PSNH President Eyes Energy Crunch
PORTSMOUTH — The new president of Public Service of New Hampshire said he sees a rocky few years ahead for New England — a time during which, at least for the short term, he expects the company's oil- and coal-fired plants to play a significant part.
William Quinlan also said that while "the need couldn't be clearer" for more electric infrastructure region wide, he is concerned that New England states are banking too much on natural gas as the solution.
Quinlan, who spoke Wednesday to the Portsmouth Herald editorial board, has a deep background in utilities.
Before coming to PSNH, he had a long history with Northeast Utilities, serving as an engineer, an attorney and in business management.
Most recently, he served as vice president of emergency preparedness for Northeast Utilities companies Connecticut Light and Power Co. and Yankee Gas.
Since arriving at PSNH last fall, he said he has spent most of his time traveling the state and talking with customers, who he said are key to the future of PSNH.
"We are in the customer service industry. Our role is to deliver energy to our customers as reliably as can be and to keep the costs as low as can be," he said.
With that in mind, "one of the things that has become clear to me is that, in New England, prices are higher than they should be." Natural gas from shale is "right on our doorsteps," he said, "but we don't have an ability to get it to customers."
Some 46 percent of New Englanders rely on natural gas for electricity, but existing pipelines are insufficient. The six states have proposed increasing pipeline capacity by 25 percent and also increasing transmission lines for "clean energy," including the Northern Pass project.
Quinlan's concern is that the region's dependency on natural gas could spike to as high as 60 or 70 percent if the pipeline project is undertaken. "But this notion of spreading the risk is not something the current market design is concerned about. It's all about the price."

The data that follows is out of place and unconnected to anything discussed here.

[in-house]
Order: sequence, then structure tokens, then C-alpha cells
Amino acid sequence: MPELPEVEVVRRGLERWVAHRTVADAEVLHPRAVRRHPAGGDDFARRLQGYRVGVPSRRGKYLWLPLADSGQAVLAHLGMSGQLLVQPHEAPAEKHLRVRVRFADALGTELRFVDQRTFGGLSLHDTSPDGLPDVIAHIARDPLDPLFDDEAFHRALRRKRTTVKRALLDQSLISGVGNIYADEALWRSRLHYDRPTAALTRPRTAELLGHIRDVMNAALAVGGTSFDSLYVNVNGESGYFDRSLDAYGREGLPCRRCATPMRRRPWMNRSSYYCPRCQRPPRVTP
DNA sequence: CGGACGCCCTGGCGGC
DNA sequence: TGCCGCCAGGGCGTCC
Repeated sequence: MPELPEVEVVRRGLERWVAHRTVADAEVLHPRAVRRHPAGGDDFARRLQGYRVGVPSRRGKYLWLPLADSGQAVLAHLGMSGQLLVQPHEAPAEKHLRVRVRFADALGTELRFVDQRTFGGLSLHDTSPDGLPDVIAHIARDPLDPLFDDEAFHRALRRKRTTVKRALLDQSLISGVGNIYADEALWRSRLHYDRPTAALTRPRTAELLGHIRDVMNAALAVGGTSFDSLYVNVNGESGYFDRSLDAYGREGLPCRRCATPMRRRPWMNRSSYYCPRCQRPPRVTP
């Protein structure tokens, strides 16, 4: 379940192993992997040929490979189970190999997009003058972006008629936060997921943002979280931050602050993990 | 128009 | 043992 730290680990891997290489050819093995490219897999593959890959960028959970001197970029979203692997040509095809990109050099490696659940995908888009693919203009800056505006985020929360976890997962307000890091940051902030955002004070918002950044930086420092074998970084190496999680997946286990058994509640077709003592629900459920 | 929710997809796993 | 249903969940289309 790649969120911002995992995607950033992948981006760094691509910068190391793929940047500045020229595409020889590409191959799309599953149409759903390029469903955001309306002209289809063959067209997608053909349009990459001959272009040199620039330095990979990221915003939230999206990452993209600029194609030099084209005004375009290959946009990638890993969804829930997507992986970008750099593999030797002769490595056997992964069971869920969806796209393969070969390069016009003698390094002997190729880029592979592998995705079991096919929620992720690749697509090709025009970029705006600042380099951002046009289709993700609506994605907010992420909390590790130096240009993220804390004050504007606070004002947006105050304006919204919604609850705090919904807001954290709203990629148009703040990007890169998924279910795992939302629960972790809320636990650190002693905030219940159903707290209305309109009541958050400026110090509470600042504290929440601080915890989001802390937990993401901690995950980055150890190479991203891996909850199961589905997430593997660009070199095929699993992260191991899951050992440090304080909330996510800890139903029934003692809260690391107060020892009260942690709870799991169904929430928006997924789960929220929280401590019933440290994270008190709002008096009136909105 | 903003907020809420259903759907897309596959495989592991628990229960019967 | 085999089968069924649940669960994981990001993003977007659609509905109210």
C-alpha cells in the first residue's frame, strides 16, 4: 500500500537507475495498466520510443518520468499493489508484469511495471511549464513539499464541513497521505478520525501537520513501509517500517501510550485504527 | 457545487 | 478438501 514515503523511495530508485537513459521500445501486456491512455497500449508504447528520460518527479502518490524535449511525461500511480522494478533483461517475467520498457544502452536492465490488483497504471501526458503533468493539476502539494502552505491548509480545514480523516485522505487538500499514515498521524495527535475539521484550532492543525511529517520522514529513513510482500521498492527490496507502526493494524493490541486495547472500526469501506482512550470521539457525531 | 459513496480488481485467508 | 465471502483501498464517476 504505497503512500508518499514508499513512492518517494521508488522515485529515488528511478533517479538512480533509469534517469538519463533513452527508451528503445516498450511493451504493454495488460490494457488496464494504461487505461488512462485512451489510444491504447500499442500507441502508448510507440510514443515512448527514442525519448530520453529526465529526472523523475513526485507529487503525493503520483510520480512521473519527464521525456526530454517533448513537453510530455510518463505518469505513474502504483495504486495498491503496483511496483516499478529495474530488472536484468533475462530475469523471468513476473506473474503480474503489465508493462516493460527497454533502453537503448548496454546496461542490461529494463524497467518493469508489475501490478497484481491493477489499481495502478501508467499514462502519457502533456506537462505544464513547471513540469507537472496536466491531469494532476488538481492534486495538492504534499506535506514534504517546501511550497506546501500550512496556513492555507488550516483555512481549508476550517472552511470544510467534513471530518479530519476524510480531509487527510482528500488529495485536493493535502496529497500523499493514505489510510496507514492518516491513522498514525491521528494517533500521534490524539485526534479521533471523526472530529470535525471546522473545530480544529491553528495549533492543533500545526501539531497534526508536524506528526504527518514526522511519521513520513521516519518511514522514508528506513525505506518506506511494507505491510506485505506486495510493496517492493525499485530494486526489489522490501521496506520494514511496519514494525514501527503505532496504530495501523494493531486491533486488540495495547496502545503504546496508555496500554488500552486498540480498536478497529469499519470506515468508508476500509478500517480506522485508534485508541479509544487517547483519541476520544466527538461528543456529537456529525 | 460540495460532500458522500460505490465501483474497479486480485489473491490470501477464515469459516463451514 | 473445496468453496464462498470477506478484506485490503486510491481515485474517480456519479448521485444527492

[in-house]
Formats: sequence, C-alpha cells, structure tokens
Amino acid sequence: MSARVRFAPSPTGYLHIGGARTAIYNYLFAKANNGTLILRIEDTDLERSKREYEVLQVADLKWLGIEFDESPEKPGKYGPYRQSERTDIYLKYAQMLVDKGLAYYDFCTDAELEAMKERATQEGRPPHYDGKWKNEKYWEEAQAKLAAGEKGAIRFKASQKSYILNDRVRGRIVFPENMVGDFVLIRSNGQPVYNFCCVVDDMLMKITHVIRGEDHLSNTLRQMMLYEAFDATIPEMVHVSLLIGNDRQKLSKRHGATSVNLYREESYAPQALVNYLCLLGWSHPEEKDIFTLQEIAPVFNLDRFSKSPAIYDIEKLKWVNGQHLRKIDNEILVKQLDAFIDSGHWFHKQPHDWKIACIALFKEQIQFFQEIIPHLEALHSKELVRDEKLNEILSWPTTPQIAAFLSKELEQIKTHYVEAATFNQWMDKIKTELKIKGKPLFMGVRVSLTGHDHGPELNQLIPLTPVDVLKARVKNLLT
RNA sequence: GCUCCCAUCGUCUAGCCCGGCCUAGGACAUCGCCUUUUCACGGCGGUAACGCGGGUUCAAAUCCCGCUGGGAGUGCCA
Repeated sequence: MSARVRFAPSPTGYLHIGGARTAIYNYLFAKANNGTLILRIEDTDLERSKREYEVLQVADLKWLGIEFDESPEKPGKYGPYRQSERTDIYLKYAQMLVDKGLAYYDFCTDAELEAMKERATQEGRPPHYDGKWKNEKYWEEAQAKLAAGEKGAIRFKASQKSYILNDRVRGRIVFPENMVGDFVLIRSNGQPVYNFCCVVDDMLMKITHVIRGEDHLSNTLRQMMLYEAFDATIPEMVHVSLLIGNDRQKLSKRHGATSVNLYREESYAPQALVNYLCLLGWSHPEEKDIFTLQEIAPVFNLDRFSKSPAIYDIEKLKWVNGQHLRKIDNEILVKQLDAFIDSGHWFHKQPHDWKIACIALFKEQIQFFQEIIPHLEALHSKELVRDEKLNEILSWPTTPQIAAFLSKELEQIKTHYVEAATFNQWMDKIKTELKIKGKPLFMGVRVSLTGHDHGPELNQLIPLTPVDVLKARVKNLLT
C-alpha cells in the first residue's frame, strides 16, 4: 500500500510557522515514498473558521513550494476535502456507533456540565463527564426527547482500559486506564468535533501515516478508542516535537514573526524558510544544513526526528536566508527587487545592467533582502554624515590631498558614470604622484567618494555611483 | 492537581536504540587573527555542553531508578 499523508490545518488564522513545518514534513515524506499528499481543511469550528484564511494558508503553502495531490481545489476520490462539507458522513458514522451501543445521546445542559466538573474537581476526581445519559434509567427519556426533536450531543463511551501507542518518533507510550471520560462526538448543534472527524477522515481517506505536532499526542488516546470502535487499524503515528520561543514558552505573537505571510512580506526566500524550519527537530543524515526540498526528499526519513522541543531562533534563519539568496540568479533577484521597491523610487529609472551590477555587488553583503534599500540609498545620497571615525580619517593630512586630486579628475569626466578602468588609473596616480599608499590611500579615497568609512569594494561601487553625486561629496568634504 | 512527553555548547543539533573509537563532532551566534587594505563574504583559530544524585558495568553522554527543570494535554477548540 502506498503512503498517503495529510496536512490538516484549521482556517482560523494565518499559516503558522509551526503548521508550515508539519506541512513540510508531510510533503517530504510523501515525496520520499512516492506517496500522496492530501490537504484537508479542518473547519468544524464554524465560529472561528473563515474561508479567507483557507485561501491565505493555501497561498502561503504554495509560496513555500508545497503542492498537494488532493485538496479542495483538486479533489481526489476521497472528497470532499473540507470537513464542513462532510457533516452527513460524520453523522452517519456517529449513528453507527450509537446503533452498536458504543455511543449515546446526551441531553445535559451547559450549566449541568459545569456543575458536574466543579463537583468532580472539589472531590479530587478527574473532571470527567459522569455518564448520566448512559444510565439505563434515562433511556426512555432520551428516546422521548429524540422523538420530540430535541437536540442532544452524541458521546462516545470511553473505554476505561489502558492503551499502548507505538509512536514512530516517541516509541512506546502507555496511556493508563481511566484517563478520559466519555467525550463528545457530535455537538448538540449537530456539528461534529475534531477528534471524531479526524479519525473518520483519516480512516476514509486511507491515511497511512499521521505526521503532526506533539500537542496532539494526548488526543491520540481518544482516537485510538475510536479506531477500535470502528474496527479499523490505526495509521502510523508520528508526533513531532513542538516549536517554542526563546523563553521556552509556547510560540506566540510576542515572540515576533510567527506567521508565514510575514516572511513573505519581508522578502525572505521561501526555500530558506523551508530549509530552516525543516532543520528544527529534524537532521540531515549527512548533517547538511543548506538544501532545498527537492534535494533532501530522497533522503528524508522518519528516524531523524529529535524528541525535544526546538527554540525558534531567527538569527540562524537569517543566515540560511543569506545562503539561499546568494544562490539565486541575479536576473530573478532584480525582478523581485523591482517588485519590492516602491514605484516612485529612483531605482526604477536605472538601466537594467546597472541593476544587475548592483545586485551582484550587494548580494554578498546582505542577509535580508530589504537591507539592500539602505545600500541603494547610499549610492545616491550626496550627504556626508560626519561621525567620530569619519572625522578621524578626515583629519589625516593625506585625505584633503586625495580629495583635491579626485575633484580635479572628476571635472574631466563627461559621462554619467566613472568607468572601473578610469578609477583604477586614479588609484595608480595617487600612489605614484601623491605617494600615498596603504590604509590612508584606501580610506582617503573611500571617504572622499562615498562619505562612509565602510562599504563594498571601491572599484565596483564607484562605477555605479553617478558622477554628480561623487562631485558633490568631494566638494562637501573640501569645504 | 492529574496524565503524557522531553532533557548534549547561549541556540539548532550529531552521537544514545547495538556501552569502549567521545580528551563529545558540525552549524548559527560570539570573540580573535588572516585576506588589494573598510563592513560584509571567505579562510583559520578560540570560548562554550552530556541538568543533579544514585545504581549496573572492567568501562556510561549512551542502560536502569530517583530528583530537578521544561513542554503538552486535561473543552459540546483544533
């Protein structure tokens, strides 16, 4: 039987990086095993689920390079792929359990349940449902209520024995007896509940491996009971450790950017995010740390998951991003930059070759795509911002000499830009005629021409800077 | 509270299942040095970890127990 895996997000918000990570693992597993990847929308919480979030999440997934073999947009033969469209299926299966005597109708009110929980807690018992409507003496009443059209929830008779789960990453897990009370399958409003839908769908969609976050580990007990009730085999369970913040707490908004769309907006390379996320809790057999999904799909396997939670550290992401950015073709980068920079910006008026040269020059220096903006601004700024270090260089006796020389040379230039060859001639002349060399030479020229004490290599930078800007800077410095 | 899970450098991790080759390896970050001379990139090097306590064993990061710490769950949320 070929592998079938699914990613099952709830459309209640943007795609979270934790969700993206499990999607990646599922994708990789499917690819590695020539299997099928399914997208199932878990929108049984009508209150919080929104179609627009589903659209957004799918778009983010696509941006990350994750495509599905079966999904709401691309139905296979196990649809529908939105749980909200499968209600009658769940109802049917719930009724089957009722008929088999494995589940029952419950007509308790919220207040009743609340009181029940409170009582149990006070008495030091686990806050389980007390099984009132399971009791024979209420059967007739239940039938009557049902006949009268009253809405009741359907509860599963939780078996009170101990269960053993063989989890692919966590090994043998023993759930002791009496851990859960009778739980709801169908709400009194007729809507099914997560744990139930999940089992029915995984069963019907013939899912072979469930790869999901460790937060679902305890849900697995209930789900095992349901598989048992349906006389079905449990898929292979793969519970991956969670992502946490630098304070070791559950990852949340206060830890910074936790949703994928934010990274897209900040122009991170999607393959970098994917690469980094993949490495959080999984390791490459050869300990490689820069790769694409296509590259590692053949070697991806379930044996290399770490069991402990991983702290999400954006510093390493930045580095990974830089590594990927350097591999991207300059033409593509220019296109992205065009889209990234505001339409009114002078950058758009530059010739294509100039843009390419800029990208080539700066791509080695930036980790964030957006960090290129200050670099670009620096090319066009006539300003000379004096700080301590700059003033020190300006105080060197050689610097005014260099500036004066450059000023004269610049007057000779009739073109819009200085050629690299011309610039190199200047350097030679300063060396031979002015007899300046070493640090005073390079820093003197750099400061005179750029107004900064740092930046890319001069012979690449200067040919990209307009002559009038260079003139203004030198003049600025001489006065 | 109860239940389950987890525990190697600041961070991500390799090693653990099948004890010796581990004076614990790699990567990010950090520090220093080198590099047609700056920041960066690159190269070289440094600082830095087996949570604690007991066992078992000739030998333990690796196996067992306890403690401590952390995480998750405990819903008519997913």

This past winter, he said, PSNH's generating facilities were running flat out, including the rarely used Lost Nation jet combustion turbine in Groveton, at a cost of $900 a gallon.
"When you're running jet fuel to keep the lights on, the market is not working," he said.
Until and unless the proposed pipeline is built, he said he believes PSNH's plants could be needed during coming winter seasons.
He said the Northern Pass, a proposed 1,200-megawatt hydropower project in northern New Hampshire, would be the first new infrastructure project to go online in New England. If all goes as planned, the project could go online in 2017.
The joint project of Northeast Utilities, which owns PSNH and Hydro-Quebec, has been controversial, as residents have expressed concern that all the power is going to the New England grid and not to Granite Staters.
Quinlan said this is "something I've heard consistently." The company is exploring a power purchase agreement with Hydro-Quebec that would allow New Hampshire residents to benefit from the project, but said it was "premature" to discuss the matter in more detail now.
He said that as he looks to the future of PSNH, the only New England utility that generates as well as produces energy, he intends to keep ratepayers at the forefront of his mind.
"Ultimately, this focus on the customer has become critical to me," he said.